Friday, June 10, 2005

Oh, and "Will" on alt.war.civil.usa was kind enough to provide a pdf link for Livermore's Numbers and Losses, which would eat up any remaining time and mind if I had either to spare.
An evil conspiracy of heavier work loads and the recent arrival of Campaign Peninsula have usurped my brainspace and posting-time. Somebody call Oliver Stone.

Wednesday, June 08, 2005

I got book-tagged by Pieter Dorsman of Peaktalk:
Number of Books I Own:

Uh, somewhere between five hundred and a thousand, I think. I don't think I've ever counted. Enough so that I had guest comment about the mess in my apartment, although it was less of a disaster than another, mutual, friend's place.
Last Book I Bought:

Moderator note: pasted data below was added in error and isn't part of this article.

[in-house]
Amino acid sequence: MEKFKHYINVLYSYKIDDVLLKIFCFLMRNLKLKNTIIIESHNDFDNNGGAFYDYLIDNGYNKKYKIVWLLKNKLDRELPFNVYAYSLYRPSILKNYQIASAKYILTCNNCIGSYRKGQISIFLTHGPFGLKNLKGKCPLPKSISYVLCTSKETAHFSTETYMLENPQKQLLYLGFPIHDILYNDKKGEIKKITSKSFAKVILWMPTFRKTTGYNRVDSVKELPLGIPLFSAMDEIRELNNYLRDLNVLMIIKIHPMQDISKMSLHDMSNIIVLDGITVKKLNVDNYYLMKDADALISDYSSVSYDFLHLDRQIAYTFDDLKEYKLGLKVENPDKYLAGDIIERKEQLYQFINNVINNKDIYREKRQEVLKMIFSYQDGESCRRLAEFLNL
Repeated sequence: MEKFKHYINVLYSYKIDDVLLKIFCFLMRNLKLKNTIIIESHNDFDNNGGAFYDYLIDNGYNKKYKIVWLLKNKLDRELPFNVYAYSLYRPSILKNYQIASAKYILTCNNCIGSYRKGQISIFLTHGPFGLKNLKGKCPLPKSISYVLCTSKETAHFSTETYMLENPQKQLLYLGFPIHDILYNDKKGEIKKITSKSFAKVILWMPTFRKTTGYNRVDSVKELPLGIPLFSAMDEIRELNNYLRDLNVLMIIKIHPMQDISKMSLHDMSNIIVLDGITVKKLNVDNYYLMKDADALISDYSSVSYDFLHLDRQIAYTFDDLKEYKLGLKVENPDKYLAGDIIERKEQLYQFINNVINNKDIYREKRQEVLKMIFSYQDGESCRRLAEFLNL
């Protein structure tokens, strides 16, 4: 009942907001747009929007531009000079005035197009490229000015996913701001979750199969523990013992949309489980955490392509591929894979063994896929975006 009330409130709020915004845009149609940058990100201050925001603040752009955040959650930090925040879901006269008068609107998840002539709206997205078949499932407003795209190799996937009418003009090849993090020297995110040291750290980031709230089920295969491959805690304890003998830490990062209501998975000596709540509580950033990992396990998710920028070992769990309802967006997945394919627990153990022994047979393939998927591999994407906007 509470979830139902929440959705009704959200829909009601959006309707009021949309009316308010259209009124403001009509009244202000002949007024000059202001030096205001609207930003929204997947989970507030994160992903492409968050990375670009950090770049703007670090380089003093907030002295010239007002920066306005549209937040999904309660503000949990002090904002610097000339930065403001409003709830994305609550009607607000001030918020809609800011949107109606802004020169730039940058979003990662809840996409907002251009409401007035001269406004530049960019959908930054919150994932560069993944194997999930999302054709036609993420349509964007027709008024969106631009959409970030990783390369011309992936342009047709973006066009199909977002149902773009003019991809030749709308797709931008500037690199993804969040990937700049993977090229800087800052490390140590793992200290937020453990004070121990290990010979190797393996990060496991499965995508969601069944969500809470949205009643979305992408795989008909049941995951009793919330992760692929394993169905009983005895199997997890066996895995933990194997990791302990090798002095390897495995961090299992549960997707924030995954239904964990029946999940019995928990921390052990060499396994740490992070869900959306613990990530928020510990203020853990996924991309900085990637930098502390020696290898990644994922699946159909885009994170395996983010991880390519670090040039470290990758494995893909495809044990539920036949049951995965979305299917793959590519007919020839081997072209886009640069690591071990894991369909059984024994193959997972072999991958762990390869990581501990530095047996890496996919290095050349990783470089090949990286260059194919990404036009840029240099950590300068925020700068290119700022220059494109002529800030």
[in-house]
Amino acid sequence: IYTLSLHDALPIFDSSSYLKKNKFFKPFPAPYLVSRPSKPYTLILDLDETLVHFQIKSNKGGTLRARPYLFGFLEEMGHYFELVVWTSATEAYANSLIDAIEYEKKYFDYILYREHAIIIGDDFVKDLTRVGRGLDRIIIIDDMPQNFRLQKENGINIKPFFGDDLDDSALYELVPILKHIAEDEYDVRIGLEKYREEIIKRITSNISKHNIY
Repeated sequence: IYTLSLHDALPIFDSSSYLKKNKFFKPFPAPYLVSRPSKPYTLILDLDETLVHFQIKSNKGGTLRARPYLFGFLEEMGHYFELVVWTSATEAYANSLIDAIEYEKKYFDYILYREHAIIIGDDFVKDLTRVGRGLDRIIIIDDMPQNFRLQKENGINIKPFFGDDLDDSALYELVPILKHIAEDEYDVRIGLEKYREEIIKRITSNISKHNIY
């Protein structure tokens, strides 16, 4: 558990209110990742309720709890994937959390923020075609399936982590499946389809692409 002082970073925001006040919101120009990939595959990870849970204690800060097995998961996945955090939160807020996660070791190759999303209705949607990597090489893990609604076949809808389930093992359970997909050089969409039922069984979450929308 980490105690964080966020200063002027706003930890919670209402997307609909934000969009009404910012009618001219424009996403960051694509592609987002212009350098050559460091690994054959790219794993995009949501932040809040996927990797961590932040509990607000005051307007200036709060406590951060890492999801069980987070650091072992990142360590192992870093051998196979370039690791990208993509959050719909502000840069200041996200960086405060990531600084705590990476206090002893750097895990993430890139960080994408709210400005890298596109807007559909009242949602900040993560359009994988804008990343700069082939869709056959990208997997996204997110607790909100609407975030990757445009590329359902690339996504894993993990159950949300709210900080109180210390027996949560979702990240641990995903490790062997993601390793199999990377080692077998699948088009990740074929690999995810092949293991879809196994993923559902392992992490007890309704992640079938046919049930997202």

I'm going to assume that means the last book I had delivered, as orders can hang fire forever and a day, as the A Feast of Crows example shows. That would be yesterday's delivery of Glen Cook's two new books, Whispering Nickel Idols (latest in his long series of fantasy detective novels, still going strong in that distinctive Chandler/Twain hardboiled tall-tale style of his), and the Tyranny of the Night (haven't looked at it yet). Also, a recently published regimental history of the 6th United States Colored Troops Regiment. Bellefonte was supposedly a "station" on the Underground Railroad before the war, and there were enough free blacks in the town during the Civil War to contribute about a dozen files to the 6th USCT, according to the big monument in front of the courthouse. The 6th USCT was apparently a pretty hard-fighting outfit - they were prominent in the bloody, exceptional repulse on New Market Heights - and I'm looking forward to reading that regimental history. But first I plan to finish reading the first volume of Ness's Field Fortifications and Field Armies in the Civil War...